Still, many diplomatic treaties are written so the two sides can interpret critical terms in their own way and allow business to proceed. This is the basis for a compromise: let fundamentalists interpret the word “theory” as they wish and in return cease to oppose the teaching of evolution in schools.
I confess that I lack Dr. Coyne’s zeal for converting the creationists to Darwinism. Nor did I suggest it would be either possible or desirable.
What would be desirable is to get them to drop their opposition to teaching evolution in schools. That is a practical issue to be settled by negotiation. Unfortunately, the extremists on both sides are so fond of striking militant stances that the gap between them has only increased.
Most of the other letters also castigate Wade for misunderstanding what a scientific theory is, and I can’t resist highlighting Eric Schwaber’s letter, which is terse and to the point:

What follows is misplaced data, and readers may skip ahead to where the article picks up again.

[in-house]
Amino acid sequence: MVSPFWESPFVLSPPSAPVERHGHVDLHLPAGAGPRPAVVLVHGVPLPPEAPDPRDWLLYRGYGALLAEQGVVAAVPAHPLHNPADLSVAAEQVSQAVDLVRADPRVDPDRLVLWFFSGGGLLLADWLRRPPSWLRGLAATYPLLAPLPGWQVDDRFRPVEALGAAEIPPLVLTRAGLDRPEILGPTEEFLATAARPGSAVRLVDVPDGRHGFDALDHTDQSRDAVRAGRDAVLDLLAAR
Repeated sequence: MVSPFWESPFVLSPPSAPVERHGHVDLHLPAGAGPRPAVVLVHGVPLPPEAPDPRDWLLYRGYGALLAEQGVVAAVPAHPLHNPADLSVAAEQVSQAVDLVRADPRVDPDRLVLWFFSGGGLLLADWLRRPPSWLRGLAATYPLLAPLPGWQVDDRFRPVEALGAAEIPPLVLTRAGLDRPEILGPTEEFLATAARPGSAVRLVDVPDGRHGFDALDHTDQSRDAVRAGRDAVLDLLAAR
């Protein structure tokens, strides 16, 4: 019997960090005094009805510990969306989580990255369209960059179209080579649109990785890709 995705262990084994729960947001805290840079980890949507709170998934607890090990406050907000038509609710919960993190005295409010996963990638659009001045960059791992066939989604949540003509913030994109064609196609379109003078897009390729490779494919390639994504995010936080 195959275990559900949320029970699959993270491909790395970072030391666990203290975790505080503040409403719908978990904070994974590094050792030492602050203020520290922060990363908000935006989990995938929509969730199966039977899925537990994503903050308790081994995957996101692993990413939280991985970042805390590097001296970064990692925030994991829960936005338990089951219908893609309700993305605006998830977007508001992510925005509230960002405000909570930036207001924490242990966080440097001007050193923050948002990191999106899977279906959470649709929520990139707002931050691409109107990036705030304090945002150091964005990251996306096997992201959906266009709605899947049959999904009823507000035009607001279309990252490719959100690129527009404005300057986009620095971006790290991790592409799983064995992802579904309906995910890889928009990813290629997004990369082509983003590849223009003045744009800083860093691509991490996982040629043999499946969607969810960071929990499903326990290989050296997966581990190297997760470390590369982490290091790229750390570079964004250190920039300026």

To the editor:
Admitting evolution is a theory won’t change anything. Gravity is a theory, but you don’t see fundamentalists jumping out of 10th floor windows. The problem here is not in the semantics of the discussion, but in the irrational refusal of empirical and scientific evidence by religious organizations.
In contrast, Wade’s “response” is a non-response, failing to deal with the substantive issues about how creationists use “theory” when characterizing evolution. Nor does he consider whether his suggestion would work (anybody who knows fundamentalists realizes it wouldn’t). He could have backed off, but remained intransigent.